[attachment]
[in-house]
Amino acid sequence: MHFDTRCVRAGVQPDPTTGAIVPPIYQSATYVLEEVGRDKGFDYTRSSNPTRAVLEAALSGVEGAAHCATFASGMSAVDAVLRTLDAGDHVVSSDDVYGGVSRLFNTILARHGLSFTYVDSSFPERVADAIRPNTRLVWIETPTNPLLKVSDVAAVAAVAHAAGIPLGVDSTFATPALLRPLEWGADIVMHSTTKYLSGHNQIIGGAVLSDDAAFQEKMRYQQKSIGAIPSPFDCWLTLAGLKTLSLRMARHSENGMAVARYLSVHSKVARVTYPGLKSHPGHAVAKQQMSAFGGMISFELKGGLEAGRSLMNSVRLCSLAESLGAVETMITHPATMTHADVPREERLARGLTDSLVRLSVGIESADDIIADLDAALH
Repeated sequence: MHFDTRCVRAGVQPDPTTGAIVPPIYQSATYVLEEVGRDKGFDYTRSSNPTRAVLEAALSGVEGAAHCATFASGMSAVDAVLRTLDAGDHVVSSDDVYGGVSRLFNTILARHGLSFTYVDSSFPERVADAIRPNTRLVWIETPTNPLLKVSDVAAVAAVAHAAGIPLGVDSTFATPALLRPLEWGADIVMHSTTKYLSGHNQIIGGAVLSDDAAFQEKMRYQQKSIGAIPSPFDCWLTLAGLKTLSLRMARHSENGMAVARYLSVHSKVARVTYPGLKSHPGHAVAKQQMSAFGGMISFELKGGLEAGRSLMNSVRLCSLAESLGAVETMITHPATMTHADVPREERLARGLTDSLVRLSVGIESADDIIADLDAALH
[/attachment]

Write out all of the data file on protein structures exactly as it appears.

[in-house]
Amino acid sequence: MHFDTRCVRAGVQPDPTTGAIVPPIYQSATYVLEEVGRDKGFDYTRSSNPTRAVLEAALSGVEGAAHCATFASGMSAVDAVLRTLDAGDHVVSSDDVYGGVSRLFNTILARHGLSFTYVDSSFPERVADAIRPNTRLVWIETPTNPLLKVSDVAAVAAVAHAAGIPLGVDSTFATPALLRPLEWGADIVMHSTTKYLSGHNQIIGGAVLSDDAAFQEKMRYQQKSIGAIPSPFDCWLTLAGLKTLSLRMARHSENGMAVARYLSVHSKVARVTYPGLKSHPGHAVAKQQMSAFGGMISFELKGGLEAGRSLMNSVRLCSLAESLGAVETMITHPATMTHADVPREERLARGLTDSLVRLSVGIESADDIIADLDAALH
Repeated sequence: MHFDTRCVRAGVQPDPTTGAIVPPIYQSATYVLEEVGRDKGFDYTRSSNPTRAVLEAALSGVEGAAHCATFASGMSAVDAVLRTLDAGDHVVSSDDVYGGVSRLFNTILARHGLSFTYVDSSFPERVADAIRPNTRLVWIETPTNPLLKVSDVAAVAAVAHAAGIPLGVDSTFATPALLRPLEWGADIVMHSTTKYLSGHNQIIGGAVLSDDAAFQEKMRYQQKSIGAIPSPFDCWLTLAGLKTLSLRMARHSENGMAVARYLSVHSKVARVTYPGLKSHPGHAVAKQQMSAFGGMISFELKGGLEAGRSLMNSVRLCSLAESLGAVETMITHPATMTHADVPREERLARGLTDSLVRLSVGIESADDIIADLDAALH